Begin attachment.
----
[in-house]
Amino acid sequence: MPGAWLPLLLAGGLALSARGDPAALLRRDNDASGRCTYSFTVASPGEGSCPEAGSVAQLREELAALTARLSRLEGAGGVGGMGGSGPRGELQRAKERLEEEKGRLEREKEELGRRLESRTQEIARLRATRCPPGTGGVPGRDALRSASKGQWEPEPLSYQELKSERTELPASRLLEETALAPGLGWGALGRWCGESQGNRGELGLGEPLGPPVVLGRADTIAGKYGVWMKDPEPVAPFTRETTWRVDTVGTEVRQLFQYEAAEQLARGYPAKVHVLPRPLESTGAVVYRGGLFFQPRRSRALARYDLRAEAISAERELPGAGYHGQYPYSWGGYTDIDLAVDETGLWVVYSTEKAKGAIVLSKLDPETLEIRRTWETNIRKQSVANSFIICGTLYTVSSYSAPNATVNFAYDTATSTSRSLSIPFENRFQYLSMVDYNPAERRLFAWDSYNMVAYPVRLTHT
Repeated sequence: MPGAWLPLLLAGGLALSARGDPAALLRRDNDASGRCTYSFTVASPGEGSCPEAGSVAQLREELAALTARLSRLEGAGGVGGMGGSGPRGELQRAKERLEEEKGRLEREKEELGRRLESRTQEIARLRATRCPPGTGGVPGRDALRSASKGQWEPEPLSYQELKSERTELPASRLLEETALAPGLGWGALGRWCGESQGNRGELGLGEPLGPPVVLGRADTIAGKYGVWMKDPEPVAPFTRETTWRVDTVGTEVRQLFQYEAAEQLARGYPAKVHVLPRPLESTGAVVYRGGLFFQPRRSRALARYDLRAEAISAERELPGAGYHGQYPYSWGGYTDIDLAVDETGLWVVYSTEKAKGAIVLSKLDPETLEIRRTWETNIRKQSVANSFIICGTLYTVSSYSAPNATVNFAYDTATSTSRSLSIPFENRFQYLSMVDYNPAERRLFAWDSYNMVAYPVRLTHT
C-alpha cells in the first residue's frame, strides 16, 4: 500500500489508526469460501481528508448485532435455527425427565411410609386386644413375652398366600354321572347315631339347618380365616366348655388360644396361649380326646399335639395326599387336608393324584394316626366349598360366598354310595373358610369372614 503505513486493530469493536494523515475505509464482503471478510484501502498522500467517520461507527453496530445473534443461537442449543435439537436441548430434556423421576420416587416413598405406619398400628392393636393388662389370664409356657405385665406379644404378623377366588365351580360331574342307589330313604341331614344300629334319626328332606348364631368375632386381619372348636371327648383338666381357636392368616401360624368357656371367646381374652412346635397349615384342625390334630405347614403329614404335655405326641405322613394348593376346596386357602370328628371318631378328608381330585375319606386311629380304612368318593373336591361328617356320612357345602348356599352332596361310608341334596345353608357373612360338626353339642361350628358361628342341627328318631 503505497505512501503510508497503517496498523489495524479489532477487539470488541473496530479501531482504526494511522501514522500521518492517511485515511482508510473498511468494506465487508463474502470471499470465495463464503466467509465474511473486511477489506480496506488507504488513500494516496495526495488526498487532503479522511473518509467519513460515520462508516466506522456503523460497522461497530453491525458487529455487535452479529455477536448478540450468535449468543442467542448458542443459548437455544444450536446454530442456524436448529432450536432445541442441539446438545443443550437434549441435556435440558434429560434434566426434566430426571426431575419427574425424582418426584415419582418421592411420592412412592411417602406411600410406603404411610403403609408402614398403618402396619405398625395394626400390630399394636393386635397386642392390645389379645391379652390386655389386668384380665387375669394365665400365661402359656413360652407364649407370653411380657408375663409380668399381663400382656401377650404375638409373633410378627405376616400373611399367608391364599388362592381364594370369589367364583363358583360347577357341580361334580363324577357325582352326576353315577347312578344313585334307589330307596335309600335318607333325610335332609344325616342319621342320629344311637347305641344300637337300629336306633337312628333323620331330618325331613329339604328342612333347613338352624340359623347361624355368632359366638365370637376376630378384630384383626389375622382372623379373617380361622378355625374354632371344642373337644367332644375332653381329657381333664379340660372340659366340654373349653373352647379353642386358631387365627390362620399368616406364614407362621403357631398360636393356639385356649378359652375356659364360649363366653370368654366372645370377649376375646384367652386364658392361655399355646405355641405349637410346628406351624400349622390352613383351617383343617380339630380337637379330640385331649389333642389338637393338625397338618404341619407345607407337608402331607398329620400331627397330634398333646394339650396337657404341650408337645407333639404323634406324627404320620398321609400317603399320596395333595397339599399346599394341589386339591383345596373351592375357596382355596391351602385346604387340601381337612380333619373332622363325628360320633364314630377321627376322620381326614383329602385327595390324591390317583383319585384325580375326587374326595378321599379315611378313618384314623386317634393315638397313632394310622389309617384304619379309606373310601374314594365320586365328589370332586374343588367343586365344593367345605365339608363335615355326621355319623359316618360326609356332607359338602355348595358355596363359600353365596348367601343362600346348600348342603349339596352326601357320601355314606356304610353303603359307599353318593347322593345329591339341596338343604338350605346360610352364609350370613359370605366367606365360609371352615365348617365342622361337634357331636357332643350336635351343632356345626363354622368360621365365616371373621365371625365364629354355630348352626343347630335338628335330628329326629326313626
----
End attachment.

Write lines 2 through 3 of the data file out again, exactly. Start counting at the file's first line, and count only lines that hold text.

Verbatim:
Amino acid sequence: MPGAWLPLLLAGGLALSARGDPAALLRRDNDASGRCTYSFTVASPGEGSCPEAGSVAQLREELAALTARLSRLEGAGGVGGMGGSGPRGELQRAKERLEEEKGRLEREKEELGRRLESRTQEIARLRATRCPPGTGGVPGRDALRSASKGQWEPEPLSYQELKSERTELPASRLLEETALAPGLGWGALGRWCGESQGNRGELGLGEPLGPPVVLGRADTIAGKYGVWMKDPEPVAPFTRETTWRVDTVGTEVRQLFQYEAAEQLARGYPAKVHVLPRPLESTGAVVYRGGLFFQPRRSRALARYDLRAEAISAERELPGAGYHGQYPYSWGGYTDIDLAVDETGLWVVYSTEKAKGAIVLSKLDPETLEIRRTWETNIRKQSVANSFIICGTLYTVSSYSAPNATVNFAYDTATSTSRSLSIPFENRFQYLSMVDYNPAERRLFAWDSYNMVAYPVRLTHT
Repeated sequence: MPGAWLPLLLAGGLALSARGDPAALLRRDNDASGRCTYSFTVASPGEGSCPEAGSVAQLREELAALTARLSRLEGAGGVGGMGGSGPRGELQRAKERLEEEKGRLEREKEELGRRLESRTQEIARLRATRCPPGTGGVPGRDALRSASKGQWEPEPLSYQELKSERTELPASRLLEETALAPGLGWGALGRWCGESQGNRGELGLGEPLGPPVVLGRADTIAGKYGVWMKDPEPVAPFTRETTWRVDTVGTEVRQLFQYEAAEQLARGYPAKVHVLPRPLESTGAVVYRGGLFFQPRRSRALARYDLRAEAISAERELPGAGYHGQYPYSWGGYTDIDLAVDETGLWVVYSTEKAKGAIVLSKLDPETLEIRRTWETNIRKQSVANSFIICGTLYTVSSYSAPNATVNFAYDTATSTSRSLSIPFENRFQYLSMVDYNPAERRLFAWDSYNMVAYPVRLTHT